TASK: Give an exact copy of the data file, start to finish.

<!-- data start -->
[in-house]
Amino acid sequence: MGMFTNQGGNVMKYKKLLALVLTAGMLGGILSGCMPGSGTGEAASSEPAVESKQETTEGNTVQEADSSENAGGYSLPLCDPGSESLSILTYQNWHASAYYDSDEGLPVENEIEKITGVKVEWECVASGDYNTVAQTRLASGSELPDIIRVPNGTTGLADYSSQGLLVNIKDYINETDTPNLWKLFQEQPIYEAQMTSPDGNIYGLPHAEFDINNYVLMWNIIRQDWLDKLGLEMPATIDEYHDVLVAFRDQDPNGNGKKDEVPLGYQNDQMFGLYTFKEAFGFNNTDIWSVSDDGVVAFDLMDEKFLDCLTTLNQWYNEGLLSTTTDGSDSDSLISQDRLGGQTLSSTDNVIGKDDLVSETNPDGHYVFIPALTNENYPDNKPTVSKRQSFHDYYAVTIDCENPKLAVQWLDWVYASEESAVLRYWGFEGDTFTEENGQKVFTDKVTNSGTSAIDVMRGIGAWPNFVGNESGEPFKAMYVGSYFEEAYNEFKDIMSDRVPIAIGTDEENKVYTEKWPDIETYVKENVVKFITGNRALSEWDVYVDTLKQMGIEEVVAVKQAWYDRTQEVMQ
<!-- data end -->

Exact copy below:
[in-house]
Amino acid sequence: MGMFTNQGGNVMKYKKLLALVLTAGMLGGILSGCMPGSGTGEAASSEPAVESKQETTEGNTVQEADSSENAGGYSLPLCDPGSESLSILTYQNWHASAYYDSDEGLPVENEIEKITGVKVEWECVASGDYNTVAQTRLASGSELPDIIRVPNGTTGLADYSSQGLLVNIKDYINETDTPNLWKLFQEQPIYEAQMTSPDGNIYGLPHAEFDINNYVLMWNIIRQDWLDKLGLEMPATIDEYHDVLVAFRDQDPNGNGKKDEVPLGYQNDQMFGLYTFKEAFGFNNTDIWSVSDDGVVAFDLMDEKFLDCLTTLNQWYNEGLLSTTTDGSDSDSLISQDRLGGQTLSSTDNVIGKDDLVSETNPDGHYVFIPALTNENYPDNKPTVSKRQSFHDYYAVTIDCENPKLAVQWLDWVYASEESAVLRYWGFEGDTFTEENGQKVFTDKVTNSGTSAIDVMRGIGAWPNFVGNESGEPFKAMYVGSYFEEAYNEFKDIMSDRVPIAIGTDEENKVYTEKWPDIETYVKENVVKFITGNRALSEWDVYVDTLKQMGIEEVVAVKQAWYDRTQEVMQ